As I type, 10:52 am, the market is entirely shrugging off the latest tit-for-tat trade actions between the U.S. and China, despite Trump threatening as much as $500 billion more tariffed imports from China if this thing goes the distance.
Here’s what I believe has the market relatively sanguine at this point:
1. Clearly, traders aren't taking that extreme an outcome ($500 billion) seriously.
2. China has made it abundantly clear that it will only match dollar-for-dollar and will not escalate from its end. Plus, unlike past skirmishes with other nations, China, at this point, is not at all fostering ill will toward U.S. products among its consumers.Here, however, is what bullish short-term traders may be missing in their theses:
3. By the numbers, $50 billion of goods tariffed in both directions does not measurably move the needle in terms of either country’s GDP. Plus, further escalation on the part of the U.S. would take some time to pull off. I read a report suggesting that a substantial escalation on our end couldn’t be enforced until well into the fall of this year.
4. General conditions remain notably bullish for the economy and, thus, for corporate earnings and, thus, ultimately, for stock prices going forward.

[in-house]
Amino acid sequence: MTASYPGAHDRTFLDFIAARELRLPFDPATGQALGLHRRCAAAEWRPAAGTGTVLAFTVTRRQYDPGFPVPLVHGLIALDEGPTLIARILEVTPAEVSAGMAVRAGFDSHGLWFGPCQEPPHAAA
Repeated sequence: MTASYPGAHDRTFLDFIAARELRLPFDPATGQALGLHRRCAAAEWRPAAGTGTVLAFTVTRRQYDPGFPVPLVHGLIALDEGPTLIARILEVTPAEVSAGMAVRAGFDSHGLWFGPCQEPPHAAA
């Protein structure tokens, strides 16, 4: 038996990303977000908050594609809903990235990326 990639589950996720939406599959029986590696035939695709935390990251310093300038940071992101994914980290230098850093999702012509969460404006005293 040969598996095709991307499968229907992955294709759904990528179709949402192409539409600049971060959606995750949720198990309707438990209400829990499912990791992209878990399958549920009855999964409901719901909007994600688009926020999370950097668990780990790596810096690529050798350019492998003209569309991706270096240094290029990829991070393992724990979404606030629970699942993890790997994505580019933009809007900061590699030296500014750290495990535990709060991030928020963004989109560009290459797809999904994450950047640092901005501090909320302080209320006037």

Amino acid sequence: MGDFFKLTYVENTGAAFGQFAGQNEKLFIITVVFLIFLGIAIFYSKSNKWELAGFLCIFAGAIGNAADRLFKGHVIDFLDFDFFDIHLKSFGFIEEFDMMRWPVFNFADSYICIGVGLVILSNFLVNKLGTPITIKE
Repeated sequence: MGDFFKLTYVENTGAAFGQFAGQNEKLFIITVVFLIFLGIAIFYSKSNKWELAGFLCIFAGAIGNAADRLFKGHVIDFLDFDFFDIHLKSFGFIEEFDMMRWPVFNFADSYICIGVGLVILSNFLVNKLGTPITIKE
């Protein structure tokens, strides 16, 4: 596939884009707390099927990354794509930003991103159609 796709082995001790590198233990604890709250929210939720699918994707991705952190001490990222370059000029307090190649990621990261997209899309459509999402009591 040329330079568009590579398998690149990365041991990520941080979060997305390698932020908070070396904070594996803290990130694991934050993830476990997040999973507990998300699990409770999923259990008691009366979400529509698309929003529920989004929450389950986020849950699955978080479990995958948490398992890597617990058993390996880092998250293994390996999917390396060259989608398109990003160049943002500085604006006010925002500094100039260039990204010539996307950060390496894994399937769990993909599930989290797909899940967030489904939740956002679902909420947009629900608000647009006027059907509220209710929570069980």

1. While Q2 earnings reports are likely to be notably strong overall, forward outlooks are bound to be marred by concerns over trade. Which is abundantly consistent with what the ISM and PMI surveys are reporting, as well as what the Fed minutes suggested is happening among the business contacts officials chat with between meetings.For our purposes, general conditions continue to point to minimal recession risk in the foreseeable future, therefore inspiring us to stay the course with our overall allocation, while tweaking our sector mix as evolving idiosyncrasies therein dictate.
2. The currently very strong economic data (impressive job growth in the manufacturing sector reported in today’s employment report, for example) may be somewhat punctuated by some pulling forward of activity. I.e., there’s evidence that production ramped up recently in an effort to get business done ahead of looming tariffs. That increased production likely required a pickup in hiring (today’s report), which simply means that we’ll need to be watchful for more evidence of such, as it could explain what may turn out to be a greater future lull than we might’ve otherwise experienced as a result of newly implemented hurdles to trade.
3. The fact that the latest escalation in the “trade war” with China isn’t roiling the market today could embolden the Administration, resulting in an ill-advised confidence that could inspire at least the threat of even greater escalation on the part of the U.S... Of course, ultimately, the market will adjust accordingly (i.e., sharp selloff[s]) if this goes too far, which will highly likely result in a quick reversal (de-escalation) on the part of the Administration.